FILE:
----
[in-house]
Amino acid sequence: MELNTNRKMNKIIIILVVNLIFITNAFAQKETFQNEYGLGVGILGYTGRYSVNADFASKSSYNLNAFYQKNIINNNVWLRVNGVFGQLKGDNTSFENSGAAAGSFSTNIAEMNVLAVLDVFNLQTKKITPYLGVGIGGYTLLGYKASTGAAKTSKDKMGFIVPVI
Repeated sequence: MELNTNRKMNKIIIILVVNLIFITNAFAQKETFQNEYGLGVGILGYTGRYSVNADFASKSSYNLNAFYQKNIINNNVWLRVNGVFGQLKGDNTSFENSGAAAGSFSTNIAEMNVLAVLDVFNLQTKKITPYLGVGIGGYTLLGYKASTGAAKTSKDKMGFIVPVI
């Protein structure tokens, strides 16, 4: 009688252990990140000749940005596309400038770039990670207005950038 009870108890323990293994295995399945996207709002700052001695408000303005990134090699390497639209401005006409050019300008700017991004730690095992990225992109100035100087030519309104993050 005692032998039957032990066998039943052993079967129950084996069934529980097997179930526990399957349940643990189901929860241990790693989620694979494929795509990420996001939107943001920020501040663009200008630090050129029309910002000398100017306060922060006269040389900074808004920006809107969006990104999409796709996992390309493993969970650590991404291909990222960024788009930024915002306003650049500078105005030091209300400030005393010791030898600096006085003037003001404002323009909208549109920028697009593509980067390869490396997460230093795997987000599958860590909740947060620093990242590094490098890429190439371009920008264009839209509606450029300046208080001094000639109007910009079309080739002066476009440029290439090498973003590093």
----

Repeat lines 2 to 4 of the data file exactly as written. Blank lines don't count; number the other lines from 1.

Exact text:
Amino acid sequence: MELNTNRKMNKIIIILVVNLIFITNAFAQKETFQNEYGLGVGILGYTGRYSVNADFASKSSYNLNAFYQKNIINNNVWLRVNGVFGQLKGDNTSFENSGAAAGSFSTNIAEMNVLAVLDVFNLQTKKITPYLGVGIGGYTLLGYKASTGAAKTSKDKMGFIVPVI
Repeated sequence: MELNTNRKMNKIIIILVVNLIFITNAFAQKETFQNEYGLGVGILGYTGRYSVNADFASKSSYNLNAFYQKNIINNNVWLRVNGVFGQLKGDNTSFENSGAAAGSFSTNIAEMNVLAVLDVFNLQTKKITPYLGVGIGGYTLLGYKASTGAAKTSKDKMGFIVPVI
């Protein structure tokens, strides 16, 4: 009688252990990140000749940005596309400038770039990670207005950038 009870108890323990293994295995399945996207709002700052001695408000303005990134090699390497639209401005006409050019300008700017991004730690095992990225992109100035100087030519309104993050 005692032998039957032990066998039943052993079967129950084996069934529980097997179930526990399957349940643990189901929860241990790693989620694979494929795509990420996001939107943001920020501040663009200008630090050129029309910002000398100017306060922060006269040389900074808004920006809107969006990104999409796709996992390309493993969970650590991404291909990222960024788009930024915002306003650049500078105005030091209300400030005393010791030898600096006085003037003001404002323009909208549109920028697009593509980067390869490396997460230093795997987000599958860590909740947060620093990242590094490098890429190439371009920008264009839209509606450029300046208080001094000639109007910009079309080739002066476009440029290439090498973003590093």